“It was the best decision,” he says. “To stay in Scotland, I will always be branded, whether I am at Celtic or not, I will always be branded with Celtic’s brush. Half of them will love you and half will hate you and that’s natural in Glasgow. Don’t get me wrong, I love Celtic to bits, but I had to leave Scotland and the best opportunity was to come here.”
That’s an honest confession. Despite 14 years at Celtic, Brown has never lived in Glasgow. His family home was – and remains – in Edinburgh. It was his release; his escape even though he cherished every moment at Celtic.
“I enjoyed being the captain – taking responsibility for other people, making sure they were on time, making sure the training was on point, that no one took the p—. Try to set standards that hopefully everyone else has followed,” says Brown.
“I’m setting the standards in a different way now – making sure guys are hitting a certain amount of high intensity, that many touches in the game, to win the battle.”
Timekeeping has always been an obsession. “Never be late,” says Brown. “You have 22 hours to get back here after training is over so there is no excuse. Guys from Manchester, Liverpool come and they are never late. I can never understand the delay. Make sure you set the standards for yourself and that applies to everyone else.”
That flow started early in Brown’s career. Even when he started playing at Hibs under Tony Mowbray, he was taking notes – “that’s when it started. But my dog ate them. Seriously,” he says – and this was reinforced at Celtic under Gordon Strachan and, in particular, Brendan Rodgers who also urged him to extend his playing career.
Interestingly, given the stellar opponents he faced, Brown was never in favor of switching jerseys.
“No, I never tried,” he says. “I always thought ‘what would people think if they saw me swapping shirts with someone and they got the better of me?’ If they asked me, it was fine, but I never ran and asked them.
I would never run up to Messi and say ‘can I have your shirt’. That’s embarrassing. I saw that. I was walking up the stairs and we’re losing 4-0 (at Celtic) to Barcelona and our guys don’t care about the result, they want to switch shirts with Messi, Busquets, Xavi and I’m thinking ‘that’s my worst f—– nightmare’ . I could never figure out, ‘You’re embarrassing us out there, but you want their shirt?’ That’s not for me.”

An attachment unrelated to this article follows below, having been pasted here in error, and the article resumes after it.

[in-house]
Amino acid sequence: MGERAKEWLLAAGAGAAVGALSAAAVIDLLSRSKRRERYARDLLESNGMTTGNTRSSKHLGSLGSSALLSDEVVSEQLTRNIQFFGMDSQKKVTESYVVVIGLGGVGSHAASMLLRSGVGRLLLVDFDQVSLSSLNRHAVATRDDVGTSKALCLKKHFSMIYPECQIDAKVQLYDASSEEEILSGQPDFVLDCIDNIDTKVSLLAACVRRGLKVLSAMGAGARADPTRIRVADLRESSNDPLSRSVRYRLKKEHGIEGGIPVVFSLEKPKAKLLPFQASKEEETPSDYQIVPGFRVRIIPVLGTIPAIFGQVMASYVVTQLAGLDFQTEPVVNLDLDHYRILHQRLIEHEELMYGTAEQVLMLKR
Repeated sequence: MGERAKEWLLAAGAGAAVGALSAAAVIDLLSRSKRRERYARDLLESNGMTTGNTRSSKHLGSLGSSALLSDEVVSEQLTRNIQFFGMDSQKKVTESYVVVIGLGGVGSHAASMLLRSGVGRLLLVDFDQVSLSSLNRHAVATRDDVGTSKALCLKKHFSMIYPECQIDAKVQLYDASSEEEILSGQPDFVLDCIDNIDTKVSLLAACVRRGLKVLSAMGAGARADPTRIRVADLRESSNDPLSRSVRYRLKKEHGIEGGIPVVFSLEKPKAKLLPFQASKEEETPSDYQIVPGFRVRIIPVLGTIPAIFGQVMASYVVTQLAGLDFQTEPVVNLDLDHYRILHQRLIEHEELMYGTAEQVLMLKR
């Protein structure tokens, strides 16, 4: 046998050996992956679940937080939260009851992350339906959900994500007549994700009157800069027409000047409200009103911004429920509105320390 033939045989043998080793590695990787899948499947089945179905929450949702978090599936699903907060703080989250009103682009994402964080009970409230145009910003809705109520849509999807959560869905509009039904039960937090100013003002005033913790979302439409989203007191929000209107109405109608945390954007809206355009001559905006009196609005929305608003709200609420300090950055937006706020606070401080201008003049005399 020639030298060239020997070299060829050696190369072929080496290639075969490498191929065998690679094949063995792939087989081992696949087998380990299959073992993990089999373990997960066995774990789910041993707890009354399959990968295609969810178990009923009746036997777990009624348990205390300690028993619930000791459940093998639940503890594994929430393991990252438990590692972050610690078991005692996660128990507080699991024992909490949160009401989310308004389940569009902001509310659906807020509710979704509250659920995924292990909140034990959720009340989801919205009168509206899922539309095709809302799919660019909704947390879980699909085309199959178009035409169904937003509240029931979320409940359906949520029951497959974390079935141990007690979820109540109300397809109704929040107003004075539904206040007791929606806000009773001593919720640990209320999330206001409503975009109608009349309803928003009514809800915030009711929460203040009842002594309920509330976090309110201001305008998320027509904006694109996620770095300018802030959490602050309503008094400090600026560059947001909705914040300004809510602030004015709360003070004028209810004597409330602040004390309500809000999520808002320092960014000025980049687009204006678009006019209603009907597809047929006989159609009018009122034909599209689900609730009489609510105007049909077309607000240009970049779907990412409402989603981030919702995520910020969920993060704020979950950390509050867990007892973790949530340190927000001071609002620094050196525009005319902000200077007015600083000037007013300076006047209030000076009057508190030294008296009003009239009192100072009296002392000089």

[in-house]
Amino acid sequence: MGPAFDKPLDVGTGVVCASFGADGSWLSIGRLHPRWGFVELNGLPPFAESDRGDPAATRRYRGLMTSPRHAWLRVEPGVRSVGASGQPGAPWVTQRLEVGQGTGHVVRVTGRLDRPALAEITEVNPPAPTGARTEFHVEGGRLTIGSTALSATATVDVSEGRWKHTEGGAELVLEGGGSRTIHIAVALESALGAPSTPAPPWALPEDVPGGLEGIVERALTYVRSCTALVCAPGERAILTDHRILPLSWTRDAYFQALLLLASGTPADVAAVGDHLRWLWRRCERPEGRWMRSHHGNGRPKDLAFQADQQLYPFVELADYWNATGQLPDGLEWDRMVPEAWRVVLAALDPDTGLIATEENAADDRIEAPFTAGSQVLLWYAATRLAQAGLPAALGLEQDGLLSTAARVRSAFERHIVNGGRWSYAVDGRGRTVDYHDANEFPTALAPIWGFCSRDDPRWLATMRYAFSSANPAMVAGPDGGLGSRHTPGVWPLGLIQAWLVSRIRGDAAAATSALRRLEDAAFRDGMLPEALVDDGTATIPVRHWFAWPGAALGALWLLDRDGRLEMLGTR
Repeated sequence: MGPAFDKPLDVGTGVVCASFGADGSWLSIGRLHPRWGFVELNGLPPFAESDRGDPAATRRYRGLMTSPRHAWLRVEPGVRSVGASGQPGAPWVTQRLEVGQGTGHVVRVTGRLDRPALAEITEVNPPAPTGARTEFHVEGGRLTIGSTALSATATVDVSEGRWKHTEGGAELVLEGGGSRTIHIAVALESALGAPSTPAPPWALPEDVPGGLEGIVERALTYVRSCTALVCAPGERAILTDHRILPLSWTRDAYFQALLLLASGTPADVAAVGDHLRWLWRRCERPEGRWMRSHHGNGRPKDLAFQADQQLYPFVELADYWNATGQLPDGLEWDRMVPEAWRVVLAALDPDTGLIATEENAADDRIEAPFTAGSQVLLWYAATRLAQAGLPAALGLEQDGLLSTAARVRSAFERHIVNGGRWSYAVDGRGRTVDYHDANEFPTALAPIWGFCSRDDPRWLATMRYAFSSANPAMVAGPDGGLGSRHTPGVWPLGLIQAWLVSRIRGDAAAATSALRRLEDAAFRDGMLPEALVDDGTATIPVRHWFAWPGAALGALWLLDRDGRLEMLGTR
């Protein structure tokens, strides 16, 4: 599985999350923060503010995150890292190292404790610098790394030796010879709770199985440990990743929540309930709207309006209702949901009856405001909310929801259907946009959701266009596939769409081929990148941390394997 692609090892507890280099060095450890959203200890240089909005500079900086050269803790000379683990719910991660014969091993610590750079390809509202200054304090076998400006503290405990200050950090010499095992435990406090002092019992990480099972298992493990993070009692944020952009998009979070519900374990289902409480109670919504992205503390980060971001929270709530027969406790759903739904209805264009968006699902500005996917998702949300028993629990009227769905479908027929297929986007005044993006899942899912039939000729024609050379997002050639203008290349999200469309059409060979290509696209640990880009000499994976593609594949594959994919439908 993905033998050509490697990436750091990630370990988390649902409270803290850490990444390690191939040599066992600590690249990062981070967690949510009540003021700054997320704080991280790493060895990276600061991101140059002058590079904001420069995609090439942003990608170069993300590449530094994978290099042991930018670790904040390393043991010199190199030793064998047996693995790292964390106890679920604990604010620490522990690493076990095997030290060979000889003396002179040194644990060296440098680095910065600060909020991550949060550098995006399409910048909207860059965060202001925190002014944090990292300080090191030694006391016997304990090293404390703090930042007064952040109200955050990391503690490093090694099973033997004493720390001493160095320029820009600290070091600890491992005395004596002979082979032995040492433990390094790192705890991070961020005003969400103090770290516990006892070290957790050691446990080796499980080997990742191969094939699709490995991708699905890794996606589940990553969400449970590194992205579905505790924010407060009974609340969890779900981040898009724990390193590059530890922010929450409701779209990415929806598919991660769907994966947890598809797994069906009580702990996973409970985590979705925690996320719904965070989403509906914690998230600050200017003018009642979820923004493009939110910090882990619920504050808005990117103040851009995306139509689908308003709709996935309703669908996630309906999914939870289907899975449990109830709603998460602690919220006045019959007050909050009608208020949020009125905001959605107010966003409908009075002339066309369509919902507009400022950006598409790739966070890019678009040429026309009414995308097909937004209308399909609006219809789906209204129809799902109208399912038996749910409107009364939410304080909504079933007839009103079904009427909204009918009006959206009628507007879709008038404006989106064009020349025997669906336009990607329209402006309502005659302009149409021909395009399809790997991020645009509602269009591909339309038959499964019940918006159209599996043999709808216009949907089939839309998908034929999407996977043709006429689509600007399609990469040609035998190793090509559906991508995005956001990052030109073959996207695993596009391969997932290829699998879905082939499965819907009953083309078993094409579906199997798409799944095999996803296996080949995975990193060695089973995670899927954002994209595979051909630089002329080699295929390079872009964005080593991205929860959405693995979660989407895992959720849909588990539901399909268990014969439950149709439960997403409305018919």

Brown may have decided he needed to leave Scotland and go to England to start his managerial career, but that didn’t happen for him as a player. Not that there weren’t opportunities.
“I spoke to Middlesbrough when Gareth Southgate was there,” he says. “There was an opportunity when Harry (Redknapp) was at Tottenham, but it didn’t happen at any club. But I was close to leaving. My contract at Celtic expired. Newcastle wanted me – then it would be me and Joey Barton in the middle of the park, it would be a great partnership! But Lennie (Neil Lennon) wanted to keep me as captain (at Celtic) and stay and it was the best decision I made in my life.”
Brown let his hair grow out again, for the first time since he was 19, during the quarantine.
“I’m getting older, more mature,” he says. “But it also had nothing to do with me not shaving my head to become a manager. They were my children! They just wanted to see me with hair and they said I looked younger, less aggressive and more approachable. But I was always approachable, even away from football. I am a ‘people person’ and I like to talk.
“It’s nice to be kind. If people think I’m not, then I get that. They might think I’m scary, but that’s who I am as a player, which is fine. I try to be a good guy and speak well in every club I go to and agree to. Whether it’s what you do on the youth and community side – and I did that at Celtic for 14 years. Every time the press (media) came out and we got beat up, it was like ‘go Scott’. If we won, there were 10, 12 other people who wanted to do it! Sometimes you have to do what’s best for the club.”
But Brown has made a break and says, emphatically, that he does not want to be judged by what he has achieved in Scotland. “I don’t know,” he says. “That’s why I came to England. Not many people knew me and I was under the radar. I’m chilled and I’m pretty relaxed, but if I went to a club in Scotland they’d still consider me a Celtic player. Whatever happened, it would read ‘former Celtic captain doing this…’ Win, lose. We come here more about Fleetwood, our boys, how they play. My time is up. My time is up. I’m not someone who talks about the past. In the future, I’m a manager.”